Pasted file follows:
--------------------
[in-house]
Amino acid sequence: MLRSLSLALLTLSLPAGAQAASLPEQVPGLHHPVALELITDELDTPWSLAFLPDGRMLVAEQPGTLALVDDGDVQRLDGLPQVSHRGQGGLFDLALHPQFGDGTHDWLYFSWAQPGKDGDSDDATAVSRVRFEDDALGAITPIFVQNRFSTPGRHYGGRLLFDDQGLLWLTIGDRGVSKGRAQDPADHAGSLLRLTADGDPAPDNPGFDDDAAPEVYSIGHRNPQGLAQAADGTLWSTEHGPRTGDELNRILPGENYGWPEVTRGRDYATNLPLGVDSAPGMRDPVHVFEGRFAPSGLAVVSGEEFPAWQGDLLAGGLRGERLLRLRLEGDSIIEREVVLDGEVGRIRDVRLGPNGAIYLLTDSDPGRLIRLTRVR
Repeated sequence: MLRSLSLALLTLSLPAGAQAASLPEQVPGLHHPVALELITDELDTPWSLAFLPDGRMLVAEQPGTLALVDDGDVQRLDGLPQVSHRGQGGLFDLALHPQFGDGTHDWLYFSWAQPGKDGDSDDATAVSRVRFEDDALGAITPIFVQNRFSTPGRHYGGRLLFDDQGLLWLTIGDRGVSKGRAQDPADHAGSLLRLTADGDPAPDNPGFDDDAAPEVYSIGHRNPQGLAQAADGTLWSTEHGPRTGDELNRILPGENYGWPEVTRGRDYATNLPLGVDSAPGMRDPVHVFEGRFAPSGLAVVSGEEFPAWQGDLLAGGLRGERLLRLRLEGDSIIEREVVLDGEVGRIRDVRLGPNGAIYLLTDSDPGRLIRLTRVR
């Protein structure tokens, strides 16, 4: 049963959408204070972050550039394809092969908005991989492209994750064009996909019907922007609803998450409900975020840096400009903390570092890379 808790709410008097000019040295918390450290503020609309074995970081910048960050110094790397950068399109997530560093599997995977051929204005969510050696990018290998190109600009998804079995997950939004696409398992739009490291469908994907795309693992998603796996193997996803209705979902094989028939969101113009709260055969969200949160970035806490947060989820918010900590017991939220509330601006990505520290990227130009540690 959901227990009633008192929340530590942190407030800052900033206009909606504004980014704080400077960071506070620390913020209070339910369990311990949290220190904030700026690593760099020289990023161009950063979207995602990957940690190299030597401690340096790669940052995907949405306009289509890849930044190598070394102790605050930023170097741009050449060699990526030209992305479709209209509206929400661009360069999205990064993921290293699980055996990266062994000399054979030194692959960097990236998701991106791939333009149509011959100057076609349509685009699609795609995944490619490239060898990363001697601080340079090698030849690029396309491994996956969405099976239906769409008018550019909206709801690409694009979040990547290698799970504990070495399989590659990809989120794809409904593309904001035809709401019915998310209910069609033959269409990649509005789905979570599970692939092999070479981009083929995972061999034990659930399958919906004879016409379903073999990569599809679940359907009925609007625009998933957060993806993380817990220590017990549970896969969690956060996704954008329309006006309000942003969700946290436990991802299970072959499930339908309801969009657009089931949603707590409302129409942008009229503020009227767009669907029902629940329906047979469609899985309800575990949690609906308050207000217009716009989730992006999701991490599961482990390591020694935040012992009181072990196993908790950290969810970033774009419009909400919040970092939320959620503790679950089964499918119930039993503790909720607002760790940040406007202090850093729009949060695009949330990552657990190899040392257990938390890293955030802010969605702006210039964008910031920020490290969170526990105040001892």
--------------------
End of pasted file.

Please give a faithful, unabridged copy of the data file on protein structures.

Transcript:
[in-house]
Amino acid sequence: MLRSLSLALLTLSLPAGAQAASLPEQVPGLHHPVALELITDELDTPWSLAFLPDGRMLVAEQPGTLALVDDGDVQRLDGLPQVSHRGQGGLFDLALHPQFGDGTHDWLYFSWAQPGKDGDSDDATAVSRVRFEDDALGAITPIFVQNRFSTPGRHYGGRLLFDDQGLLWLTIGDRGVSKGRAQDPADHAGSLLRLTADGDPAPDNPGFDDDAAPEVYSIGHRNPQGLAQAADGTLWSTEHGPRTGDELNRILPGENYGWPEVTRGRDYATNLPLGVDSAPGMRDPVHVFEGRFAPSGLAVVSGEEFPAWQGDLLAGGLRGERLLRLRLEGDSIIEREVVLDGEVGRIRDVRLGPNGAIYLLTDSDPGRLIRLTRVR
Repeated sequence: MLRSLSLALLTLSLPAGAQAASLPEQVPGLHHPVALELITDELDTPWSLAFLPDGRMLVAEQPGTLALVDDGDVQRLDGLPQVSHRGQGGLFDLALHPQFGDGTHDWLYFSWAQPGKDGDSDDATAVSRVRFEDDALGAITPIFVQNRFSTPGRHYGGRLLFDDQGLLWLTIGDRGVSKGRAQDPADHAGSLLRLTADGDPAPDNPGFDDDAAPEVYSIGHRNPQGLAQAADGTLWSTEHGPRTGDELNRILPGENYGWPEVTRGRDYATNLPLGVDSAPGMRDPVHVFEGRFAPSGLAVVSGEEFPAWQGDLLAGGLRGERLLRLRLEGDSIIEREVVLDGEVGRIRDVRLGPNGAIYLLTDSDPGRLIRLTRVR
């Protein structure tokens, strides 16, 4: 049963959408204070972050550039394809092969908005991989492209994750064009996909019907922007609803998450409900975020840096400009903390570092890379 808790709410008097000019040295918390450290503020609309074995970081910048960050110094790397950068399109997530560093599997995977051929204005969510050696990018290998190109600009998804079995997950939004696409398992739009490291469908994907795309693992998603796996193997996803209705979902094989028939969101113009709260055969969200949160970035806490947060989820918010900590017991939220509330601006990505520290990227130009540690 959901227990009633008192929340530590942190407030800052900033206009909606504004980014704080400077960071506070620390913020209070339910369990311990949290220190904030700026690593760099020289990023161009950063979207995602990957940690190299030597401690340096790669940052995907949405306009289509890849930044190598070394102790605050930023170097741009050449060699990526030209992305479709209209509206929400661009360069999205990064993921290293699980055996990266062994000399054979030194692959960097990236998701991106791939333009149509011959100057076609349509685009699609795609995944490619490239060898990363001697601080340079090698030849690029396309491994996956969405099976239906769409008018550019909206709801690409694009979040990547290698799970504990070495399989590659990809989120794809409904593309904001035809709401019915998310209910069609033959269409990649509005789905979570599970692939092999070479981009083929995972061999034990659930399958919906004879016409379903073999990569599809679940359907009925609007625009998933957060993806993380817990220590017990549970896969969690956060996704954008329309006006309000942003969700946290436990991802299970072959499930339908309801969009657009089931949603707590409302129409942008009229503020009227767009669907029902629940329906047979469609899985309800575990949690609906308050207000217009716009989730992006999701991490599961482990390591020694935040012992009181072990196993908790950290969810970033774009419009909400919040970092939320959620503790679950089964499918119930039993503790909720607002760790940040406007202090850093729009949060695009949330990552657990190899040392257990938390890293955030802010969605702006210039964008910031920020490290969170526990105040001892």